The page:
Copyright Harvey Benge 2010 – courtesy Kehrer Publishing
My first impression of Harvey Benge’s photobook All of the Places I’ve ever Known was that this book is meant to be autobiographical. It is also a statement of the obvious: that you cannot take a photograph of a place unless you have been to that place. Cheeky.
Benge has self-published numerous photobooks and in his usually style he provides his readers with a minimum of textual information to help the reader relate to his photographs. He is a bit of the minimalist in terms of providing some potential insight. You can make of what you want from his titles which usually has a healthy amount of ambiguity. In this book, he provides an interesting quotation from Longchen Rabjampa (1308 – 1364); “Since everything is but an apparition, Perfect in being what it is, Having nothing to do with good or bad, Acceptance or rejection, You might as well burst out laughing!” My take-away from this and many of Benge’s proliferate photobooks is that his photographs are a joyful observation of what “is” as a result of the powers of seeing and observing random urban serendipity.
What primarily seems to catch Benge’s discerning eye is color, especially finding the interesting interplay of hues and tonalities that can be found as he walks through the urban environment. As such, this photobook is a kinetic pin-wheel of colors. Although color is the primary found subject of his photographs, he isolates and frames his subjects with the sensibilities of graphic design; taking into account and layering such elements of line, mass, and shape.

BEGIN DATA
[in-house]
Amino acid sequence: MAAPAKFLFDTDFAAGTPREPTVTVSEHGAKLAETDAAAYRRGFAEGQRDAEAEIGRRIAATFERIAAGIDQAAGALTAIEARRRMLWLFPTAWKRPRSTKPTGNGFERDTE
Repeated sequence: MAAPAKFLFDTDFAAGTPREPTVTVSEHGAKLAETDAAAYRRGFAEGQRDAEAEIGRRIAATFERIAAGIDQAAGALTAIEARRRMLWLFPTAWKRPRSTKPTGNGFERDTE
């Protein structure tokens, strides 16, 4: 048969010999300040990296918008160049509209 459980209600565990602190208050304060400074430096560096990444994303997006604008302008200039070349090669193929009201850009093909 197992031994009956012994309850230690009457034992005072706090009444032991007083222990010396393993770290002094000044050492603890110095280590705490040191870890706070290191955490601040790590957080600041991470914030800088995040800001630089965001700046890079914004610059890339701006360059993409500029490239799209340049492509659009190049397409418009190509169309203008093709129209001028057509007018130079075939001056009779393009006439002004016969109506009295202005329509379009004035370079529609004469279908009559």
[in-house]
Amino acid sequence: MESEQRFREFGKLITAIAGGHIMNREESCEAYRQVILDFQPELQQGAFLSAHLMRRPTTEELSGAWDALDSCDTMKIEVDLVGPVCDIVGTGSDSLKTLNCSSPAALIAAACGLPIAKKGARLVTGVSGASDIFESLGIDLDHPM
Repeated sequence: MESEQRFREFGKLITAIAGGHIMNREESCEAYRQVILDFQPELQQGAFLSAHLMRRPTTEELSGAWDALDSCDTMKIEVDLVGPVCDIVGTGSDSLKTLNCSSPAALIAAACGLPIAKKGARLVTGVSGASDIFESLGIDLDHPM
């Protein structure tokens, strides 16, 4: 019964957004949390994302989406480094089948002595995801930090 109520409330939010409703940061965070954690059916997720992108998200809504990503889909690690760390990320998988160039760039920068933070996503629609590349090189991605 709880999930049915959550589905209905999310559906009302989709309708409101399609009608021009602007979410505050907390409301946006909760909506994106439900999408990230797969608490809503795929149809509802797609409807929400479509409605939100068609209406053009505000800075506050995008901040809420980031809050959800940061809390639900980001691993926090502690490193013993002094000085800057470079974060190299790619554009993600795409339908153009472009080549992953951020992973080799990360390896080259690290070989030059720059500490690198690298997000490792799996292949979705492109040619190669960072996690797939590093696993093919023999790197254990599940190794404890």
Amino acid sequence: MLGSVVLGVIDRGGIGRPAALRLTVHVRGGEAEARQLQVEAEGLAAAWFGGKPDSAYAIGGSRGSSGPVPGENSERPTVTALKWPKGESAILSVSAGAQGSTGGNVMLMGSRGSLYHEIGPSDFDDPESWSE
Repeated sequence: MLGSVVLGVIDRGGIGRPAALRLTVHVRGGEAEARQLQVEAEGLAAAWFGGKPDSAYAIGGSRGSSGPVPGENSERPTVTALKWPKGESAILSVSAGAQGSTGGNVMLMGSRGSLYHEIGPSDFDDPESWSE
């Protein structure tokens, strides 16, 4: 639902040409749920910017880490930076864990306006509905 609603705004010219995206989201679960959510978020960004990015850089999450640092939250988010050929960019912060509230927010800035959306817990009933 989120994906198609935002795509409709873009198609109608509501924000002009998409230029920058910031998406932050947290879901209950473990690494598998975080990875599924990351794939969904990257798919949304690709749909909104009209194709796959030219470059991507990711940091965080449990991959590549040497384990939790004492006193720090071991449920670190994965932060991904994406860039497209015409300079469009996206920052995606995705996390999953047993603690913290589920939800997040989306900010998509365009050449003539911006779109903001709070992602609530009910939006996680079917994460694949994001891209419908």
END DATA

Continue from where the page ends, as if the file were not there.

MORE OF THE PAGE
He isolates and frames his subjects such that he will establish a primary color object, then introduce a secondary color object, such as a blue pipe rising in the midst of a verdant field, below. The secondary color object(s) balance or complement the composition, sometimes creating a jarring dissonance, as the red on red with yet an adjacent red, below, other times appears to be a quiet and meditative harmony, as the cool blue-gray panel with the two blue rectangles centered at the base of his pictorial framing, also below.
Although attracted to color, he reframes from hyping the color up in his photographs by increasing saturation of the hues, rather attempting to allow the “natural” and found compositions speak for themselves; “Perfect in being what it is”. Nevertheless Benge’s photographs have an interesting energy that seems to be intensified as a collective whole with the design and layout of this book. For my tastes, the sequencing of the color photographs in this photobook creates more of a slightly psychotic experience.
Benge is about framing and isolating what he has found. He moves in close, usually providing a tight framing, so that he fills the picture with color. Benge has also stylistically created a niche for his vertical photographs, as this is his predominate choice in pictorial framing and on occasion a horizontal composition will make an interlude, perhaps to create a little tension or provide a slight change of pace. In this book, all of the photographs are presented as verticals, although one is a horizontal composition but due to the ambiguity of the subject, appears acceptable as a vertical layout. Nice.
The photographs are single image on the right page per spread, with a classic white margin bordering the photograph. On the facing page is a plate number and at the end of the book is an image index, providing the city location and year photographed for each plate. The book design and photographic presentation is very spare and minimalistic.
As a book object the dark red color of the spine extends over into the image wrap cover and is a complementary color to the cover photograph, echoing the contents within. This hardcover book and contents is beautifully printed in Germany consistent with the high standards I have grown to expect from Kehrer Verlag Heidlberg.